Acts 29 Network brings micro-churches to Fort Worth neighborhoods

The Acts 29 Network is bringing micro-churches to Fort Worth neighborhoods, and pastors hope their congregation will make people like church more.

The Acts 29 movement is a network of churches across the world. The movement derives its name from the 28 chapters of the Acts of the Apostles in the Bible. The 28 chapters layout the model of the Christian church. The idea is that the (unwritten) 29th chapter of Acts is the continuation of the early church in modern times.

These church plants simulate the other 28 chapters as closely as possible by implementing early church roles and conduct at a micro level.

“It’s really a grass roots effort,” said the pastor of The Rooted, Nick Ostermann.

The City Church, The Rooted and The Paradox are all Acts 29 churches that meet and serve in Fort Worth neighborhoods. The Acts 29 movement started with Mars Hill Church in Seattle 10 years ago. The church has grown to over 400 “plants” as pastors plant new churches around America, and around the World.

The Rooted was the first Acts 29 church plant in the area, making its home in south central Fort Worth more than two years ago. However, the heart of their church may meet in the house next door to you.

“Acts 29 is not a denomination, but more of a theological network,” Ostermann said.

Many people have never heard of the small, bold church plants, however the Pastors express their united goals of serving the people in the community.

“There are big churches here, but for us in Fort Worth, we have smaller plants, it’s all about the city groups,” Ostermann said.

The City Groups or “Villages” are a defining mark of the Acts 29 church movement. Though each church has a different title for the conglomeration of church members meeting at houses and serving the community, they remain similar in purpose. Micro management of the church is a unique intention of the Acts 29 movement.

“There is more responsibility to the church members, it’s all about equipping the city groups for whatever God has placed on their hearts,” said Ostermann.

City groups range from students at TCU to families with children at Tanglewood and Paschal.

Ben Connelly, Pastor and Church Planter of The City Church, says the way they focus on community outreach is different from many churches. Outreach is managed on a much more micro level. It’s the idea of making your neighbor dinner as opposed to donating food to a food pantry.

“The heart of our church are the members, it’s not ‘come and see’ on Sundays, but also sending people out to live on mission in the city.” Ostermann said.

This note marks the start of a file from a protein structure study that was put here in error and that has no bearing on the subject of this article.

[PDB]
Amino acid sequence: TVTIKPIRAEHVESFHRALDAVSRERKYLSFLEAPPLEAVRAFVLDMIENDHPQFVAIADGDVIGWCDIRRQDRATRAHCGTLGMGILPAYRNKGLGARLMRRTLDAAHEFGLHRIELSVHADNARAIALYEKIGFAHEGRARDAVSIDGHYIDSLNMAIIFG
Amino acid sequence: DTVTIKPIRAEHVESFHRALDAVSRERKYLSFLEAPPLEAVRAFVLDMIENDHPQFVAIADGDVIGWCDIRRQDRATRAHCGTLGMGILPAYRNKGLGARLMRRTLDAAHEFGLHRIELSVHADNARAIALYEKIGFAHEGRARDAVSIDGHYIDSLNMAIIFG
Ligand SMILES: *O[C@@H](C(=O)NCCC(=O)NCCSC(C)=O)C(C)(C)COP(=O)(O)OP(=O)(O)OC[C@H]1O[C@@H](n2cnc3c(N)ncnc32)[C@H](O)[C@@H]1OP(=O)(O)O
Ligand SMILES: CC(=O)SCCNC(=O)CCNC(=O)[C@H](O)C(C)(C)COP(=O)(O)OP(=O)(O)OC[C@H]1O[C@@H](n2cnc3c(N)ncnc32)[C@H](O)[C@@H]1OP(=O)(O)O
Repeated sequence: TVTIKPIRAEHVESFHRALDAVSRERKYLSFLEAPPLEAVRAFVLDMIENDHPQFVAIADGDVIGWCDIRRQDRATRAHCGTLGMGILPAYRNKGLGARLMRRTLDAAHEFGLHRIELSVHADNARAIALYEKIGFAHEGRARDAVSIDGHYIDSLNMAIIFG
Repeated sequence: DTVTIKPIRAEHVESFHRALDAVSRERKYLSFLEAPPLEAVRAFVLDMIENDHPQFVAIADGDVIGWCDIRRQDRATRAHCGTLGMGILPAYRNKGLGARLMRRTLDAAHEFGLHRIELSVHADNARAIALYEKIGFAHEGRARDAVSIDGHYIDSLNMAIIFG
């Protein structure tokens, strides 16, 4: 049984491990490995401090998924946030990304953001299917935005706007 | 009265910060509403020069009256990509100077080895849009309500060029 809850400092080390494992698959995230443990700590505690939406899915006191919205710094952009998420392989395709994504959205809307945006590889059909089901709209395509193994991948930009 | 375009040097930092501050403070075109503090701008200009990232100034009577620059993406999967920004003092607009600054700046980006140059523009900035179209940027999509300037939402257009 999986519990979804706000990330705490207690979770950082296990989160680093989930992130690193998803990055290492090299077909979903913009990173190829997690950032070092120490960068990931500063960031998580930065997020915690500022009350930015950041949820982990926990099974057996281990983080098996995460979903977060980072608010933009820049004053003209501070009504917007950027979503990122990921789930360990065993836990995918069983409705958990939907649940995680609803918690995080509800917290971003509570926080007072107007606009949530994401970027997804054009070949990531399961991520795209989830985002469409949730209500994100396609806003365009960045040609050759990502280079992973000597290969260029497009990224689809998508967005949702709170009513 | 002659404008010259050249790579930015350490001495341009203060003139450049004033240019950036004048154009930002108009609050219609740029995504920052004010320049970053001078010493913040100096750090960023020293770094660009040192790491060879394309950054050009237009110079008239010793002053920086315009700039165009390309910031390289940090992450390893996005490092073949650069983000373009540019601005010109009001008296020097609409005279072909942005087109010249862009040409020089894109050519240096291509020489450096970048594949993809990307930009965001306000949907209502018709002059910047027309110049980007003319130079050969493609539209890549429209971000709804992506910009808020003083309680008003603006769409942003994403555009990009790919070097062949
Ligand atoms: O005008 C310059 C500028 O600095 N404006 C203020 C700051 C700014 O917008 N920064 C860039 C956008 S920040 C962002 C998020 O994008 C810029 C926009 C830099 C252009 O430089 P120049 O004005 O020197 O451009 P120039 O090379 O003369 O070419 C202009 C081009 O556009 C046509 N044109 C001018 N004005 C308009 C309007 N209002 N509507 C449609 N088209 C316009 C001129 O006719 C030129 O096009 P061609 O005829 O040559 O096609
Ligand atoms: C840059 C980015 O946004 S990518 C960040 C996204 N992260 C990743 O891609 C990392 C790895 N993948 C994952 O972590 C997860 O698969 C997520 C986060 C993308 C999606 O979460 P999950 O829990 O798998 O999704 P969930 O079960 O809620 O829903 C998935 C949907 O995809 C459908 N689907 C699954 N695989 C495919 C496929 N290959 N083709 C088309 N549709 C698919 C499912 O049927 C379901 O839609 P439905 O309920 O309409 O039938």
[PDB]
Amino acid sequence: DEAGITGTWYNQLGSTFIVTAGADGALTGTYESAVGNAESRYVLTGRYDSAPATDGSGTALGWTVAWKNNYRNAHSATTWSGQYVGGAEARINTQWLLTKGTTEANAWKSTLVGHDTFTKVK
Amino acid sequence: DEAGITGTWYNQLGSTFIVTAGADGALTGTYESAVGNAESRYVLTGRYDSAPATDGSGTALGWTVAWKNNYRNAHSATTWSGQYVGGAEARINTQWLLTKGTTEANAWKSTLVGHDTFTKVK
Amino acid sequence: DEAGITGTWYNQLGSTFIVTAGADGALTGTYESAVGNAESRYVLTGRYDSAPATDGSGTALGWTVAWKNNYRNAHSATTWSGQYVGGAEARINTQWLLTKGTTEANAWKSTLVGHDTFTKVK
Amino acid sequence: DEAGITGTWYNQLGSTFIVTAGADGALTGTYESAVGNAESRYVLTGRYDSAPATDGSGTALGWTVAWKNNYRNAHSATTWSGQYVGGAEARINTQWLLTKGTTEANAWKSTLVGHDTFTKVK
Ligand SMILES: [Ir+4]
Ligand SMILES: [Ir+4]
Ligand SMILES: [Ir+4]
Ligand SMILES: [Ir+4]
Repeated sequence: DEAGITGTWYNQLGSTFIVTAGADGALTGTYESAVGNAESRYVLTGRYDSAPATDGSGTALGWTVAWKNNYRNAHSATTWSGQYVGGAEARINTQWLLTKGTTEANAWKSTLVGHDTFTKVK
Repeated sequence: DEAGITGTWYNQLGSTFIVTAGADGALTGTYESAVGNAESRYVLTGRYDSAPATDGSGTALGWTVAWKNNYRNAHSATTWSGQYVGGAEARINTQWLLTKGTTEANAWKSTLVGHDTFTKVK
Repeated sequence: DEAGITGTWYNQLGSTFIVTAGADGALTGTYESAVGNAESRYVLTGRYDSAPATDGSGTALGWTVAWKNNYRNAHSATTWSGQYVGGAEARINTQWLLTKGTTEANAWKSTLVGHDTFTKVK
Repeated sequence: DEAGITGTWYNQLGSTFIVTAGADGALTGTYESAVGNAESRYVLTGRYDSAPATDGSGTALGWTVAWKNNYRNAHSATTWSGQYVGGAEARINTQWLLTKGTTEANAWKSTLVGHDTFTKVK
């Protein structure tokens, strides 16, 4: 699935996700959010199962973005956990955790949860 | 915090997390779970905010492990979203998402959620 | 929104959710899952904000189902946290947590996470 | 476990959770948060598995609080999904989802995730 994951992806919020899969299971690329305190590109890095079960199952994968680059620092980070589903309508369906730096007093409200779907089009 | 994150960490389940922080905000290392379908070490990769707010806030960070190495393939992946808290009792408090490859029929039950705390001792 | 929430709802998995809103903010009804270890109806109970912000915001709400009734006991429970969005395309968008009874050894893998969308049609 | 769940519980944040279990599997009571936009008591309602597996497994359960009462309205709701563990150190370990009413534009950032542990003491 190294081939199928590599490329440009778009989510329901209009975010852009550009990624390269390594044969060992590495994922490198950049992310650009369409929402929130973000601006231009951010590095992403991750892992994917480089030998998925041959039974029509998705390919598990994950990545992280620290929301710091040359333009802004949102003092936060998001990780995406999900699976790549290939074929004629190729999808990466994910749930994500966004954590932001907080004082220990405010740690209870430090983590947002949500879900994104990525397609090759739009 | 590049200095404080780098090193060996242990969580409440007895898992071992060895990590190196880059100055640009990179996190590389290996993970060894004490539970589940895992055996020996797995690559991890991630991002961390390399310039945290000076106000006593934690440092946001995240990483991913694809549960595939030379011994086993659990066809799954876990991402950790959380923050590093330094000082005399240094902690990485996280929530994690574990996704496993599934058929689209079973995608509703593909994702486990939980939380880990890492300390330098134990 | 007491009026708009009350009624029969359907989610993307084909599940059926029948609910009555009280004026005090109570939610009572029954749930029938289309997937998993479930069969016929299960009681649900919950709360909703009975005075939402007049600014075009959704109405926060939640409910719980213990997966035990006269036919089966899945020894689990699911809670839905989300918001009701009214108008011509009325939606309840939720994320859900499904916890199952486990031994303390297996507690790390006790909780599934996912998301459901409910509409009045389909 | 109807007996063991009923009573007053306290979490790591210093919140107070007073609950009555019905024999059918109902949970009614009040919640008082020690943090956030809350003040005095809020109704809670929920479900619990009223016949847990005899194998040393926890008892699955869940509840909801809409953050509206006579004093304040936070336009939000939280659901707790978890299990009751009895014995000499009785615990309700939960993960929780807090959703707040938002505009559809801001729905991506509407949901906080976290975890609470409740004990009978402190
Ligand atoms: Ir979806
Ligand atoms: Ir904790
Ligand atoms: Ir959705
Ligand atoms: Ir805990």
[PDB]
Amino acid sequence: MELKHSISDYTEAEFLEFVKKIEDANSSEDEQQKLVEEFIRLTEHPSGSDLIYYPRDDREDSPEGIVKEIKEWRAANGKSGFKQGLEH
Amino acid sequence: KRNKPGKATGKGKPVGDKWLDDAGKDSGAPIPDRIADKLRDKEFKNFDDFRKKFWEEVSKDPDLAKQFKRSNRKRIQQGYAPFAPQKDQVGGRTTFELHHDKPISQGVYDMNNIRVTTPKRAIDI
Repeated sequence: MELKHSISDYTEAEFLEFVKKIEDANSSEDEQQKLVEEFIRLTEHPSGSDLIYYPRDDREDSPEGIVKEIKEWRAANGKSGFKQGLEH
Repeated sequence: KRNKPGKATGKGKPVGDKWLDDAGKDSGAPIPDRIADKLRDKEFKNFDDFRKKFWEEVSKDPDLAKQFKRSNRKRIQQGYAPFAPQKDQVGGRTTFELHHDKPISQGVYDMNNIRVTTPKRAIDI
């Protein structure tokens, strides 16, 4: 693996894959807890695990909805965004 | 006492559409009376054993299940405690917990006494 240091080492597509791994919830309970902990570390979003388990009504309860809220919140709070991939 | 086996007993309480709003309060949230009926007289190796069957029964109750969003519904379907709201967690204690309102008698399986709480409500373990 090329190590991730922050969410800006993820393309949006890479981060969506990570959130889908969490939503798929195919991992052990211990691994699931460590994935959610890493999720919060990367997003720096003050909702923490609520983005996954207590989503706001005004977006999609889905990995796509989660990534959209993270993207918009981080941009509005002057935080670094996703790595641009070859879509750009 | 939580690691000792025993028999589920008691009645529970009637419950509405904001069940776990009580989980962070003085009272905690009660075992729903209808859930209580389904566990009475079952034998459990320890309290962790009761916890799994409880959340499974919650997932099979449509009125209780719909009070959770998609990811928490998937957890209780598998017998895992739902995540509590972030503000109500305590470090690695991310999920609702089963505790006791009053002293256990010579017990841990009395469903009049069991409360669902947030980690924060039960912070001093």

A distinct trait of the Acts 29 movement in Fort Worth is that none of the churches have a building.

The Rooted meets in a Baptist church’s building each Sunday.

“We are church planting churches so we all hold to the idea that the best way in our post Christian culture to see the gospel go forth is not to build big institutions but to have communities of gospel change people who are living as ministers of the gospel.” Ostermann said.

Jim Essian, pastor of The Paradox, says the church history in Fort Worth points to a revolution in the way its citizens see church. To him, it was only a matter of time before people started to see church differently.

“We’re minimizing the church, there are holes. ” said the pastor of The Paradox, Jim Essian.

For Ben Connelly, planting The City Church in Fort Worth was a bit of a gamble. Connelly has been a professor at TCU for three years, and led a former campus ministry.

“I felt I got really good at managing Christians, but really bad at making disciples,” Connelly said.

In January 2010 Connelly doubled his day job as TCU professor and new pastor of The City Church.

“The scariest thing running through my mind was, ‘in a Fort Worth culture, is anyone gonna be on board for this’?” Connelly said.

Connelly hopes that people will see the members of The City Church in action and see church in a new perspective.

“People may see us and might not hate church quite as much anymore,” He said.

Connelly grew up Methodist and bible church denomination and joined a Methodist Congregation. Now, he feels The City Church pulls pieces of each church to make a compilation that he calls “the overlap.”

The Paradox church meets downtown at Van Cliburn Hall every Sunday morning at 10:30. The Rooted meets at College Avenue Baptist Church Sundays at 9 a.m., and The City Church meets at Four Day Weekend Theatre on Sundays at 5 p.m.

Student-Produced Content
This item was produced by a reporter in the Schieffer School of Journalism's Basic Reporting class.

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